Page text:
By Charlie Paullin
As Virginia continues down the road of speeding up the transition from gas-powered passenger vehicles to electric ones, new rules proposed by the federal government could also accelerate electrification of the state’s heavy trucks.
This April, the Environmental Protection Agency proposed stricter tailpipe emissions limits for passenger vehicles as well as for heavy trucks. The new limits for passenger vehicles will have little impact in Virginia: As a result of 2021 legislation, the state follows stricter standards for light vehicles set by California, which will mandate that 100% of sales of new passenger cars be electric beginning in 2035.
But because the 2021 legislation only applies to vehicles weighing 14,000 pounds or less, Virginia must follow the federal emissions standards for heavy trucks, which if finalized will apply to trucks beginning with model year 2027.
While the EPA would allow manufacturers to choose their own method of meeting the stricter emissions standards, the agency projects up to 50% of vocational vehicles — heavy trucks used for particular industries or occupations — in model year 2032 could use electric batteries and fuel cell technologies.
“By proposing the most ambitious pollution standards ever for cars and trucks, we are delivering on the Biden-Harris Administration’s promise to protect people and the planet, securing critical reductions in dangerous air and climate pollution and ensuring significant economic benefits like lower fuel and maintenance costs for families,” said EPA Administrator Michael S. Regan in a statement.
But Virginia Trucking Association President and CEO Dale Bennett said his group has some concerns about the faster pace the new rules would set for the transition to electric vehicles.
The trucking association expects that under the new rules, fleets will become 100% electric by 2055, given the roughly 30-year lifespan of a heavy truck.
With the trucking association counting about 45,870 heavy truck and tractor-trailer drivers in Virginia in 2021, Bennett said more rapid electrification of the fleet will require significant buildout of the electric grid.
He also voiced concerns about charge times, which can take about two hours to power a truck to travel about 200 miles, compared to about 15 minutes to fill up a truck with diesel to cover 1,200 miles; battery weight; and cost. While a new diesel truck can cost about $180,000, typical electric trucks go for $400,000, he said.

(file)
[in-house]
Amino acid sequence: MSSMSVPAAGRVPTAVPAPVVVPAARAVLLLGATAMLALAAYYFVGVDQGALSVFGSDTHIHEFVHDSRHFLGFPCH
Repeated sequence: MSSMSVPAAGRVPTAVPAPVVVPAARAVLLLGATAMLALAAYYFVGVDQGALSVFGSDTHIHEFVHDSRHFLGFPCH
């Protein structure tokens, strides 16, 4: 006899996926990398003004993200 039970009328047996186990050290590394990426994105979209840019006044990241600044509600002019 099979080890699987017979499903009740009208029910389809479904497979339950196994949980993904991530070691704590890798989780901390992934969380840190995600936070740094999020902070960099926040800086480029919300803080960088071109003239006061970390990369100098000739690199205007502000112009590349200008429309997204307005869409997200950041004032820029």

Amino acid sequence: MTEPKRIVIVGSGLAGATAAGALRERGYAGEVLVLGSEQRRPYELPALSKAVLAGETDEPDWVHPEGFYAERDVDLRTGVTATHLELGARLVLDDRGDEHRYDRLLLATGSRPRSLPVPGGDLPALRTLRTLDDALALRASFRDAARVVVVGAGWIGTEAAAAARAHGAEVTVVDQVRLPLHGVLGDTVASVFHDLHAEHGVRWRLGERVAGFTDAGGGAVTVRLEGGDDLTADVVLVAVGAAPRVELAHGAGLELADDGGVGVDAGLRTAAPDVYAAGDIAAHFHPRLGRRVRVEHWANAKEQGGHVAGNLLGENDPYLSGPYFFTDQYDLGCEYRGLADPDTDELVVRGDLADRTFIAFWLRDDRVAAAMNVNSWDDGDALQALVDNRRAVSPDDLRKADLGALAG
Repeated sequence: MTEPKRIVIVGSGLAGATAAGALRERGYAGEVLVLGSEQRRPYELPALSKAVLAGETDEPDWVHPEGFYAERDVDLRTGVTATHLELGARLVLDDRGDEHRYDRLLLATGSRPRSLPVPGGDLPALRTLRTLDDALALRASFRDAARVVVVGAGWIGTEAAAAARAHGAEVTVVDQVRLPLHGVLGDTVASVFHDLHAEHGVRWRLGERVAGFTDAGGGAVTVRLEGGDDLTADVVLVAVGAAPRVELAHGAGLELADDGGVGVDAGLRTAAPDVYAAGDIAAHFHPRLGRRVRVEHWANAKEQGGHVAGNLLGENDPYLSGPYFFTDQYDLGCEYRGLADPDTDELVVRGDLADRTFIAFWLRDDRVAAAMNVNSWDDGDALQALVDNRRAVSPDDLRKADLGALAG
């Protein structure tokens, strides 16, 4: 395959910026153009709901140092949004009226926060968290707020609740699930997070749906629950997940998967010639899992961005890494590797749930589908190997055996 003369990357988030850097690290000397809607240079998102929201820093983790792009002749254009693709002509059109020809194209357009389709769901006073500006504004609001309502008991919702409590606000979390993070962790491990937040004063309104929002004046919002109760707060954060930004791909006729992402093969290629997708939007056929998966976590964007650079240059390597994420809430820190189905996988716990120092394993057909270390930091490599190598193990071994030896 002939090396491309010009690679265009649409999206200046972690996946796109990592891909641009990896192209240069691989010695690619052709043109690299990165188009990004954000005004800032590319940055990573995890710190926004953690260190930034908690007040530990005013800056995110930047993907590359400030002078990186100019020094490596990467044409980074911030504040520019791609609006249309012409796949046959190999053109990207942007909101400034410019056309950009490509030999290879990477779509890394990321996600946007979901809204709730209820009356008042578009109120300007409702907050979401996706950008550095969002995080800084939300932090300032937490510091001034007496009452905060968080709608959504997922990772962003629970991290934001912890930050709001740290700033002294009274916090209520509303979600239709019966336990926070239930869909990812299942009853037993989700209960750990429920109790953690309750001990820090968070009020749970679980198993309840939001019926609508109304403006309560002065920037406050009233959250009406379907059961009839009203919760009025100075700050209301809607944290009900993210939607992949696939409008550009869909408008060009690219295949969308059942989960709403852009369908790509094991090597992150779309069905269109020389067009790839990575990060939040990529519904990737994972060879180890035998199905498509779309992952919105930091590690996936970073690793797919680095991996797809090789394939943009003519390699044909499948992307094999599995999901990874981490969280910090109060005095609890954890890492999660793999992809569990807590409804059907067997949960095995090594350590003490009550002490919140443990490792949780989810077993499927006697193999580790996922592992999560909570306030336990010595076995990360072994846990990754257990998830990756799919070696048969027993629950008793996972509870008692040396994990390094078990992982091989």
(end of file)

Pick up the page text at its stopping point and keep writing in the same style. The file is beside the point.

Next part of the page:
“We need to go at the speed of right, not at the speed of light,” said Bennett.
Trip Pollard, a senior attorney with the Southern Environmental Law Center, however, said the stricter standards will improve Virginia’s air quality. He pointed to recent research from the Union of Concerned Scientists estimating exposures to particulate matter from tailpipe emissions, which has been estimated to be responsible for about 95% of the global public health impacts from air pollution.
“EPA’s proposed federal heavy duty vehicle emissions standard will help to clean Virginia’s air — improving our health and our environment,” Pollard said by email.
California has more stringent regulations for heavy trucks, but Virginia hasn’t adopted those, Pollard noted. And while he acknowledged truckers will see an increase in upfront costs for vehicles, he said they can be recouped in three to seven years through savings on gas and maintenance.
If finalized, the rules will be implemented by heavy-truck manufacturers, including Volvo’s New River Valley plant in Dublin, Virginia, and its Mack Trucks facility just outside Roanoke.
Dawn Fenton, vice president of government relations and public affairs at Volvo Group North America, said the company supports the transition to zero-emission vehicles and has committed to 100% of its products being fossil free by 2040. Because the Dublin plant makes both electric and diesel heavy truck engines, the facility will be able to continue producing vehicles while adjusting to a faster transition, Fenton said.
“We see that we’re moving toward a zero-emission vehicle future,” Fenton said. “Our biggest concern is by far the question about the availability of charging infrastructure to be able to enable fleets to be able to adopt them.”
Fenton said “a lot” of Volvo’s current electric truck sales are happening in California, which has stricter heavy-truck emissions regulations and has also created incentives for charging infrastructure buildout and electric vehicle purchases.
In Virginia, House Republicans this past session for the second time killed legislation from Del. Rip Sullivan, D-Arlington, to create a fund that would provide money for rural infrastructure development. The General Assembly has also repeatedly blocked proposals for state rebates for electric vehicle purchases in Virginia, although incentives are available from the federal level through the Inflation Reduction Act.
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